Most people know they have until April 15,2015 to contribute to an IRA for tax year 2014. However, people who are at 70-1/2 years old and up -- that is, those who were born before July 1, 1944 -- must take their required minimum distributions from their retirement accounts by Dec. 31,2014 (that's tomorrow!). If you miss this deadline, you incur a penalty of 50% of the distribution you were supposed to take.
Required minimum distributionsMost retirement accounts are tax-deferred, meaning that you don't pay taxes on your gains, but you do pay income tax on your withdrawals when you take the money out. Required minimum distributions, or RMDs, essentially allow the government to budget how much tax money it will receive from people taking money out of their retirement accounts.
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RMDs apply to all employer-sponsored retirement plans, includingprofit-sharing plans, 401(k)s, Roth 401(k)s, 403(b)s, and 457(b)s. RMDs also apply to traditional IRAs as well as SEP IRAs, SARSEP IRAs, and SIMPLE IRAs.
The exception to Dec. 31If you turned 70-1/2 this year -- that is, if your birthday is between June 30, 1943 and July 1, 1944 -- you have until April 1,2015 to take the RMD. In all subsequent years, you must take your RMD by Dec. 31.
The exceptions for IRAsThere are no minimum distribution requirements for Roth IRAs, as you will have already paid taxes on your contributions.
The exceptions for 401(k)sUnlike Roth IRAs, Roth 401(k)s do have RMDs. You do not have to take RMDs from a 401(k) if you are still working and contributing to your 401(k), even if you're over 70-1/2 years old. However, you must take a required minimum distribution if you are at least a 5% owner of the business.
Calculating your required minimum distributionTo calculate your RMD, you need the account balance as of Dec. 31of the previous year.
If you are the beneficiary of someone else's retirement plan, or if your spouse is more than 10 years younger than you and is the sole beneficiary, then special rules apply. Read more here.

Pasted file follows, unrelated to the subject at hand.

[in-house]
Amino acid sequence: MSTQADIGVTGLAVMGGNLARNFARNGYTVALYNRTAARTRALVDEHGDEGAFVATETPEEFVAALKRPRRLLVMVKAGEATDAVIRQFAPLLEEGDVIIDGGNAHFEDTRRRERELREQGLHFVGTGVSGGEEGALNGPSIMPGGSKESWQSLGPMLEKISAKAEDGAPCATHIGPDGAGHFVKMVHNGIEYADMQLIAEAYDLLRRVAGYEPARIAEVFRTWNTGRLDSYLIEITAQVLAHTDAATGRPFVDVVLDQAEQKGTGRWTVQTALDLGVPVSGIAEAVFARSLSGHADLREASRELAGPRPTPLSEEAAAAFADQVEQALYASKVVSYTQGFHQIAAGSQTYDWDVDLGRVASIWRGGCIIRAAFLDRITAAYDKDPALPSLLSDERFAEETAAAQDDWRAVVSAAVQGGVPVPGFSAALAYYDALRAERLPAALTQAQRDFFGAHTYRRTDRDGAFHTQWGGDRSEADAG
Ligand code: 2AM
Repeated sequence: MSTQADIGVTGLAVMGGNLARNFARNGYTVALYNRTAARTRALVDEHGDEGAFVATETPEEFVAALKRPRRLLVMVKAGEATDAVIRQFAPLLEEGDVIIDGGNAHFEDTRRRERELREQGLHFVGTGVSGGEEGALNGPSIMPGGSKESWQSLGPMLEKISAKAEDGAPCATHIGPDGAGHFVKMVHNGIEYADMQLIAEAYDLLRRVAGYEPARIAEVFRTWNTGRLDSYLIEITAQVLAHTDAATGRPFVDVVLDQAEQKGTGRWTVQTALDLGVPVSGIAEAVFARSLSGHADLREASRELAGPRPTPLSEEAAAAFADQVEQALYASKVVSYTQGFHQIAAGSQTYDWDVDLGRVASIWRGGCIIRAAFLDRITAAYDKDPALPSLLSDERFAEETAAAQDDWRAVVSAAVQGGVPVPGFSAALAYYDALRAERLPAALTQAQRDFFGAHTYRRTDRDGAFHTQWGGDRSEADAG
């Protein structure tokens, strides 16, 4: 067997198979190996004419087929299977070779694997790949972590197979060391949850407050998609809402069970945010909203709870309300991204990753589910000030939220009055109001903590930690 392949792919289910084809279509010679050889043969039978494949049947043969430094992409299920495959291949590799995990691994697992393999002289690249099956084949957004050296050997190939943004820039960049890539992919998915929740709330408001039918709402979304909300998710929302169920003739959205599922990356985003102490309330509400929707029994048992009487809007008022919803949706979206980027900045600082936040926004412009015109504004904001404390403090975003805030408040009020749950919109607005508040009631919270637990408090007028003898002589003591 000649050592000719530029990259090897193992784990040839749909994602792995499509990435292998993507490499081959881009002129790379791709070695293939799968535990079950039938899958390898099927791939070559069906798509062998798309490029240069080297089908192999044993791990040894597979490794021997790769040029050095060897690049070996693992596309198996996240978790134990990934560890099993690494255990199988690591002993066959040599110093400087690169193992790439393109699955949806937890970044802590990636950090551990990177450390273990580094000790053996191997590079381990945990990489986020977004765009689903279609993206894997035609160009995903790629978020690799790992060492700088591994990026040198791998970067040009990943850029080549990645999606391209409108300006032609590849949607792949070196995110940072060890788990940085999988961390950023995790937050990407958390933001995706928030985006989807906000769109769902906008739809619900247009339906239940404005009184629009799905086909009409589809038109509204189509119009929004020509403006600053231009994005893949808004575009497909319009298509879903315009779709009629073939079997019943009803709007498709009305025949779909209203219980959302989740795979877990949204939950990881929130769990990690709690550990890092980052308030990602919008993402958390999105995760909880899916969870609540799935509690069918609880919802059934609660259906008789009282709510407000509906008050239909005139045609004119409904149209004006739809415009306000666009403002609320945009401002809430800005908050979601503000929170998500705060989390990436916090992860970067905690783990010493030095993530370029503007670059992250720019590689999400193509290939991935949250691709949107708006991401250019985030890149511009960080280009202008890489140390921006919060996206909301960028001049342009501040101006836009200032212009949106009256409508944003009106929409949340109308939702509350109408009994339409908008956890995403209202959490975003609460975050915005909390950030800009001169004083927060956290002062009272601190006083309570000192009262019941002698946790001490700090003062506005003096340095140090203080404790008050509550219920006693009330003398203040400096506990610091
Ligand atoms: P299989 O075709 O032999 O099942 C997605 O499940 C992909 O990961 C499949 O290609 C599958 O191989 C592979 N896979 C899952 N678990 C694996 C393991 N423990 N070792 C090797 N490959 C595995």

Most people can simply divide the account balance by the distribution period, which can be found on the IRS' required minimum distribution worksheet:
For example, if you are 80 and have $100,000 in a traditional IRA, using the table above we see that the distribution period is 18.7. This means you are required to take $5,347.59 ($100,000/18.7) out of your retirement account.
Those with multiple retirement accounts must do the calculation individually for each account. However, you do not need to take the required minimum from each account proportionally. For example, let us say you are 80 years old and have three retirement accounts with respective balances of $70,000, $20,000, and $10,000, for a total of $100,000. You can simply take $5,347.59 out of one of the accounts, rather than taking a proportional amount out of each.
What happens if you miss your required minimum distributionIf you miss the deadline for taking an RMD, the penalty is a severe 50% on the amount of the distribution you were supposed to take. So, using the same example as above, if you missed the Dec. 31deadline to take your RMD, you would owe a tax penalty of $2,673.80. Make sure you don't miss that distribution.
Educate yourself on taxes to keep more of your moneyAs Mitt Romney famously (or infamously, depending on whom you ask) said: "I pay all the taxes owed. And not a penny more." Whatever your political leanings, those are wise words to live by. While the tax code contains some stiff penalties for not following the rules, it also contains multiple ways to lower what you owe the government. Be sure you don't end up paying more than what you should really owe.
The article 1 Tax Move Most Retirees Must Make by Dec. 31 or Pay a 50% Penalty originally appeared on Fool.com.
Dan Dzombak can be found on Twitter @DanDzombak, on his Facebook page DanDzombak, or on his blog where he writes about investing, happiness, the secret to success in life, what is success in life, the best business books of all time, the NY Lottery, and the Fortune 500. Try any of our Foolish newsletter services free for 30 days. We Fools may not all hold the same opinions, but we all believe that considering a diverse range of insights makes us better investors. The Motley Fool has a disclosure policy.
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